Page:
The Grand Canyon certainly lived up to the name and hype. It is incredibly vast and striking, holding such intense grandeur and a truly unique splendour; one that can not be denied. Standing out on various precipices looking inwards one can not help but feel especially small and insignificant.
We perused the Canyon right at the beginning of our trip, after hitting up Las Vegas and the Hoover Dam. While venturing out this way, we decided to base ourselves in Flagastaff Arizona, finding it was the ideal balance between two points of interest for this trip; The Grand Canyon and Monument Valley. The original plan was to depart Las Vegas and make our way directly to the Grand Canyon. However the night prior we had to drastically change our plans as the weather forecasted a snow storm and advised not to enter the park.
Of course, being two, inexperienced snow bunnies we took heed.
And while at the time, such modifications to an already rigid and strained itinerary was not fitting, in the end it all work out for the better. You see in doing so we managed to visit the Hoover Dam, a site that was completely overlooked prior, yet one that ended up being utterly cherished. And because we were undeniably enamoured with said site, we set ourselves a good three to four hours behind schedule and thus rode in on the coattails of that dreaded and anticipated snow storm into Flagstaff.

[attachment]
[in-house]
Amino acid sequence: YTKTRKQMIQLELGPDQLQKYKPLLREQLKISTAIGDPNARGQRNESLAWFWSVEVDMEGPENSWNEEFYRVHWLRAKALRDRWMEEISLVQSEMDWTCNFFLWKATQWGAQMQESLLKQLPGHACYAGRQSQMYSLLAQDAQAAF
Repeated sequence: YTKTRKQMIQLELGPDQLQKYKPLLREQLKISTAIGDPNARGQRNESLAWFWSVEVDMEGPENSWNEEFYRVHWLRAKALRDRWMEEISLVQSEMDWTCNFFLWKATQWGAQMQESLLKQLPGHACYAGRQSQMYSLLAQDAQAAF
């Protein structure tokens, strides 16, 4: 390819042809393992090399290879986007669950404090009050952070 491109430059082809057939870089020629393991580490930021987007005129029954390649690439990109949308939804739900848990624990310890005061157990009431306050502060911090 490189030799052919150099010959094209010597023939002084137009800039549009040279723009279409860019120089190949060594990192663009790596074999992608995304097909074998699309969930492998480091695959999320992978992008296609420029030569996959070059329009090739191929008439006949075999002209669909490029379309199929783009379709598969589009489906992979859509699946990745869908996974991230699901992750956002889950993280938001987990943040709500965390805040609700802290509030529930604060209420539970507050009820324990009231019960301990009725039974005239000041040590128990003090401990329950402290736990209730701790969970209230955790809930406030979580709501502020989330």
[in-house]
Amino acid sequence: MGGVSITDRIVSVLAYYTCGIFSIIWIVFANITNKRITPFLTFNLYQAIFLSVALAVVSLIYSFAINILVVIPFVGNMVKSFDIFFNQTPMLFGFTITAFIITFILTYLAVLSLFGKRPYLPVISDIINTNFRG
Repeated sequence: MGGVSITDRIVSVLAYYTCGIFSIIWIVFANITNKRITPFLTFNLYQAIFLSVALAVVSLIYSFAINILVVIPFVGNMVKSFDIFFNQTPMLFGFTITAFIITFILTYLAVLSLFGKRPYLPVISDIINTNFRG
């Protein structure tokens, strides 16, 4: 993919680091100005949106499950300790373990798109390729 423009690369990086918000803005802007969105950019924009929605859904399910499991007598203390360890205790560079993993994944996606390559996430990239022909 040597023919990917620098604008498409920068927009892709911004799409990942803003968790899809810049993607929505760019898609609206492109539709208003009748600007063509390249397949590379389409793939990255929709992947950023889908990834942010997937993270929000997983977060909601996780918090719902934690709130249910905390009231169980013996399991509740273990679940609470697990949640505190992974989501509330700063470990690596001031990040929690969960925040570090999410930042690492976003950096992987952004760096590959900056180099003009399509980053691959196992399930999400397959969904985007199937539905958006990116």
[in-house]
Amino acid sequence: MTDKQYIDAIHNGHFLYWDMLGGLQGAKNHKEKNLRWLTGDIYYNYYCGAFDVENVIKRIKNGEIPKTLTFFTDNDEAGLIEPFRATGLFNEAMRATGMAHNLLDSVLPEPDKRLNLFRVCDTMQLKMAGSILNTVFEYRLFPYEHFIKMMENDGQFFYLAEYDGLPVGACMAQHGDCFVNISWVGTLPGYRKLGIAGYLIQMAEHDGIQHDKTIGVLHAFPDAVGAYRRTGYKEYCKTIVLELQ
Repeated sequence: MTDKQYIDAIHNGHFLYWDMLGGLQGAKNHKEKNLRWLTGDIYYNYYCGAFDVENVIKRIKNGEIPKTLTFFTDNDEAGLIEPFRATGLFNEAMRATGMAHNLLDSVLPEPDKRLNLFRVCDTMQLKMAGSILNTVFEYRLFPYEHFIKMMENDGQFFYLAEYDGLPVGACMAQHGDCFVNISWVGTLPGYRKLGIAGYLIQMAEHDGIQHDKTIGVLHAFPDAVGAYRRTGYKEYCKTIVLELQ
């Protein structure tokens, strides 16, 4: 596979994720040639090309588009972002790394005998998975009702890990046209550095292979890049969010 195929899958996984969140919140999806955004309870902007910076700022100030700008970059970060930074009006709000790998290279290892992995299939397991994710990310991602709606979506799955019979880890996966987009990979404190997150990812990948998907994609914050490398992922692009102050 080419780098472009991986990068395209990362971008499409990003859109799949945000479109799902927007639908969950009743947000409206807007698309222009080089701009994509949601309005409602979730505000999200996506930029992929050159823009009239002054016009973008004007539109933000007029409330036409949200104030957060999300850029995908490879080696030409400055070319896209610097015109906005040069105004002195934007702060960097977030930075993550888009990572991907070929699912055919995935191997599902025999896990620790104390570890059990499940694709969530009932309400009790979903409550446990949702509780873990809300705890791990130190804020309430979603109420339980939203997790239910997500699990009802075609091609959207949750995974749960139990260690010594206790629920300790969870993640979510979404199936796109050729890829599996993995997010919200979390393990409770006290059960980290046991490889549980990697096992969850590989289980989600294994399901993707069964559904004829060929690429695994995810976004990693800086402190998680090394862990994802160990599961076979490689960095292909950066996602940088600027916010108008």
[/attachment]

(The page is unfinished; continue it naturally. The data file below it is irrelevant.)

Overall the drive wasn't too strenuous, of course in hindsight it never is. It will be one that will remain forever memorable because the experience was very much delightful. Beginning at the cusp of dusk, sudden patches of white began materializing here and there; ever so mysteriously blanketing fields exclusively to one side of the road. Other times simply content to clump up in batches amongst the scrub. For two Aussies who'd never seen snow prior to that moment the unfolding scenes left us slightly perplexed and presuming. And once the ideal moment arose we pulled over to investigate further. Ganders such as caressing and the haphazard formations of balls and poor attempts at snow angels. Our antics scoring us a chorus of "toots" from fellow passerby's.